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WACO, Texas - “There’s a 500-pound gorilla in the attic and he’s eating everybody’s lunch.” That gorilla, said Pat Chesney, is HVAC leakage. Chesney is field and inspection manager for Tradewinds Appropriate Technologies LLC, an independent, third-party inspection and consulting firm for HVAC and residential energy analysis. Among its services, the company performs HERS (Home Energy Rating System) ratings for Energy Star® homes, Manual J load calculations, HVAC equipment selection, and training in the use of load calculation software.

To say that the company relies on smart system diagnostics a little would be a severe under-estimation.

The leakage gorilla is fed by “undersized return and inadequate supply, and driven by lowball mentality,” said Chesney. The lowball attitude is partially fueled by the new housing industry. “We’ve done 500 inspections in the Dallas-Fort Worth area,” he said. If a contractor raises his bid to include system performance verification in a housing development, it could result in that contractor losing the entire job.

“Code doesn’t deal with performance,” he said. “The focus is not performance-based. They call it a performance test when they find out there’s a leak. Performance to me is measuring dry bulb, wet bulb, airflow, and all the measurements of what that system is doing. You can take your Btu and true watts and come up with instantaneous EER.”


“EER in a lab,” Chesney explained, “is measured in unrealistic conditions that you can’t get in a real setting. There is no ductwork, there is an 80°F ambient, and 80° outdoors. You take the Btu divided by power consumption in watts - that’s the EER.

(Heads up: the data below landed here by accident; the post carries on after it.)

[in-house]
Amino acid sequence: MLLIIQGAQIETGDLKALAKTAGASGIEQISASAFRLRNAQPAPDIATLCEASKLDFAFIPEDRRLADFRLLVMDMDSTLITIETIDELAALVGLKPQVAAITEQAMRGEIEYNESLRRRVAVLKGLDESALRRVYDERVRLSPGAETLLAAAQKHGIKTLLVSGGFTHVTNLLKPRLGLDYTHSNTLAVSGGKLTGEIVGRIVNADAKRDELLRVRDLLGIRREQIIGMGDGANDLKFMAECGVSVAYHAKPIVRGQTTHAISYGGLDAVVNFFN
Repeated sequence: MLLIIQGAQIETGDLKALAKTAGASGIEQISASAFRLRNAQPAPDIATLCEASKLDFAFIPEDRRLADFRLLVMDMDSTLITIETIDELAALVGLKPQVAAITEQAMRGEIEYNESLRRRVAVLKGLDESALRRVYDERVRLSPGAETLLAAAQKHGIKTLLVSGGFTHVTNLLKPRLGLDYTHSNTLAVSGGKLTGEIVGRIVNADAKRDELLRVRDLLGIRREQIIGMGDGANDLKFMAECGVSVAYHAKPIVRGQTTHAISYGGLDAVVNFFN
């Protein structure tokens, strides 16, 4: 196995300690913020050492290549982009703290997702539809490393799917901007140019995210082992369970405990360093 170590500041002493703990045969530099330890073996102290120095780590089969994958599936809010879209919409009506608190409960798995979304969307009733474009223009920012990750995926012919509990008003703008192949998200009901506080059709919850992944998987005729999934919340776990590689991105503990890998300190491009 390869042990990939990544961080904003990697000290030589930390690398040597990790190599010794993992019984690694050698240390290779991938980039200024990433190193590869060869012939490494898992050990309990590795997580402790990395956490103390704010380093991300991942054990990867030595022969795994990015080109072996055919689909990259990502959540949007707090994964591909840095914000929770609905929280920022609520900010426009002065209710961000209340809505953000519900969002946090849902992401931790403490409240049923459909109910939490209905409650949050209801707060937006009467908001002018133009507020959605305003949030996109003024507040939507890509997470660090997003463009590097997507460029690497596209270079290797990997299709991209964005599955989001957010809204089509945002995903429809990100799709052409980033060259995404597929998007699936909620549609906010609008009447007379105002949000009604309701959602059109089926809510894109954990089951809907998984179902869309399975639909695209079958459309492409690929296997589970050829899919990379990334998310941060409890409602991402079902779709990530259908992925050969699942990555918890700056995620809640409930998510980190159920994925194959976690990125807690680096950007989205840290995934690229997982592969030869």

“For instantaneous EER, we take a snapshot at a certain exact temperature.” The company has invested in more sophisticated tools “to try to capture a moment in time. A system is always changing.

“We want to bring the unit up to where it’s performing at its optimum,” he said. “A system is a balanced, fluid thing. If your temperature is dropping, your ability to cool the room is changing. Your EER is going to be sliding as well, because your Btu and watts are changing.”

Detailed measurements include wet bulb, dry bulb, and airflow (cubic feet per minute [cfm]). “We get a snapshot of all those things, but with a disclaimer that the conditions are always changing.”

Tradewinds says its most important tool is “the trained, certified technician. Our techs, who are certified in several disciplines, are trained to spot troubles and to take careful records of how the system is working.”


HVAC contractors can take smart steps to enhance their customers’ HVAC system performance. Performance enhancement is worth the extra cost, Chesney said. “We like looking at an a/c system as a system,” he said. “It’s not just a box; the ducts and registers, and where they are placed, all have to be balanced. The home is a real, breathing system,” he continued. “It’s not just something you buy from Wal-Mart; it needs to be engineered.

“A contractor really needs to charge what he’s worth. It’s hard to do that when you have people stealing work by undercutting.”

Chesney recommended that contractors invest in training and high-tech tools, and distinguish themselves so that the bottom feeder is no longer a competitor. Then find customers who are willing to pay what you are worth. “There are people who will go with someone if they’re $50 cheaper. Let ’em go.